Tuesday, December 13, 2011

Local Government and Climate Change

For some time the federal government has been without a concrete plan to reduce GHG-emissions which has forced other levels of government to take the lead. Back in 2008 the provincial government announced the Climate Action Revenue Incentive Program, a grant meant to offset the carbon tax paid by local governments that have committed to the goal of becoming carbon neutral in their corporate operations by 2012. The Township of Langley signed on to this program.

At yesterday afternoon's council meeting a report on the program and Township for 2011 was released (P. 49).

In 2011 the Township:
-Completed a preliminary energy analysis for the Latimer Neighbourhood Plan,
-Completed a study exploring the potential for district energy in Murrayville,
-Adopted the provincial Solar Hot Water Ready regulation,
-Completed Phase 1 planning work for the ultimate cycling network; installed bike lanes on several corridors,
-Put ten businesses through the Climate Smart program,
-Brought the DreamRider Theatre with their production Keep Cool; A Play About Climate Change to 1,400 Langley students,
-Implemented the Green Can organics diversion program, and;
-Completed twelve Power Smart lighting upgrade projects at municipal buildings.

In 2012 the Township plans to:
-Undertake an energy design charette for the Carvolth Neighbourhood Plan (in partnership with BC Hydro’s Sustainable Communities Program),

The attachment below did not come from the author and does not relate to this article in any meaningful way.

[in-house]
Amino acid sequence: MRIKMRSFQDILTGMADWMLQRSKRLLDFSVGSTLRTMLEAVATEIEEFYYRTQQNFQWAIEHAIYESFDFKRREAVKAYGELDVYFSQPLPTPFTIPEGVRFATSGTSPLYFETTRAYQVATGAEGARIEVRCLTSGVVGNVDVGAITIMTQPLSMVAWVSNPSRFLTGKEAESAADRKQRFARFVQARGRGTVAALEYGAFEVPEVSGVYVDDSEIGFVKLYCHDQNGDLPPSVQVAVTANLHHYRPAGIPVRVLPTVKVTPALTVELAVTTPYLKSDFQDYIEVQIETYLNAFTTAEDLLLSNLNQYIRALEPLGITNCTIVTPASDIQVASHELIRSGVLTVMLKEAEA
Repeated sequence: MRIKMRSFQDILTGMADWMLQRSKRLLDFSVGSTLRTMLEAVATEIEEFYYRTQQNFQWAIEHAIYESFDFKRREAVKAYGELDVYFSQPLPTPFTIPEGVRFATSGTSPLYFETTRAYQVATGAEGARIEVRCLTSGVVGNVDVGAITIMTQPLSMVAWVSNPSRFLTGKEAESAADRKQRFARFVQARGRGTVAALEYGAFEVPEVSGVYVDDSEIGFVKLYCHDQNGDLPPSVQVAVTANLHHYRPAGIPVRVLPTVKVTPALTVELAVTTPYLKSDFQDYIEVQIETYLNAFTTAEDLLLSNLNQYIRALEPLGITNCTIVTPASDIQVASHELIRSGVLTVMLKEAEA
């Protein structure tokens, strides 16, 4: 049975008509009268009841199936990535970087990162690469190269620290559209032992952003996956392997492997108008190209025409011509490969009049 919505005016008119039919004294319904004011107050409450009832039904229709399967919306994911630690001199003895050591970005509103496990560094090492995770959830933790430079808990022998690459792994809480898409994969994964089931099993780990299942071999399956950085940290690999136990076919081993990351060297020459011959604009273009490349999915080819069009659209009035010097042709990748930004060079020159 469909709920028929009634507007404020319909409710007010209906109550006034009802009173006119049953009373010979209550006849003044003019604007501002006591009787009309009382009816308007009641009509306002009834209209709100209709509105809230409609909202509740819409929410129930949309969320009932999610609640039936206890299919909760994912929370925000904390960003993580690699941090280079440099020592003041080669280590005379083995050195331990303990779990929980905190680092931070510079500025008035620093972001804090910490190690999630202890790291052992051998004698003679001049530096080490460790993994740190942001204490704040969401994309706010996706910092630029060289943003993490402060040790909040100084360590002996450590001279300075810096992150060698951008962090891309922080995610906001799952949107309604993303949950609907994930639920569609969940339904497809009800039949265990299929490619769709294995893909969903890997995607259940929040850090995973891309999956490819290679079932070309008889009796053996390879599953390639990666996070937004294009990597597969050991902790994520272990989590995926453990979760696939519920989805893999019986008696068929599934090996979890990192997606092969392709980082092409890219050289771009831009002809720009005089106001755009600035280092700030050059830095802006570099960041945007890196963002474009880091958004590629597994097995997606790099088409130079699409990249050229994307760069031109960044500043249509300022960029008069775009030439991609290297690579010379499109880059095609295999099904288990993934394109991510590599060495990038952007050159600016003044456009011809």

-Complete a District Energy Ready Buildings project (in partnership with the Community Energy Association),
-Undertake Phase 2 planning work for the ultimate cycling network,
-Develop a Bicycle Master Plan and continue with the installation of bike lanes on select corridors, and;
-Conduct a public school recycling pilot.

All the projects are very encouraging to see, but I have the feeling that it's too little and maybe too late. What I find very interesting about the whole politics of climate change is that we can reduce our carbon foot print without affecting our way of live, yet there is so much resistance.

In BC, transportation and buildings account for about 50% of our carbon foot print. Things like building district energy and building alternative transportation go a long way to reduce GHG-emissions and actually make our lives better while keeping money in our pocketbook. I don't get way there is so much resistance to things that make our lives better. It's time that the federal government step up to the plate and fund these green initiatives.

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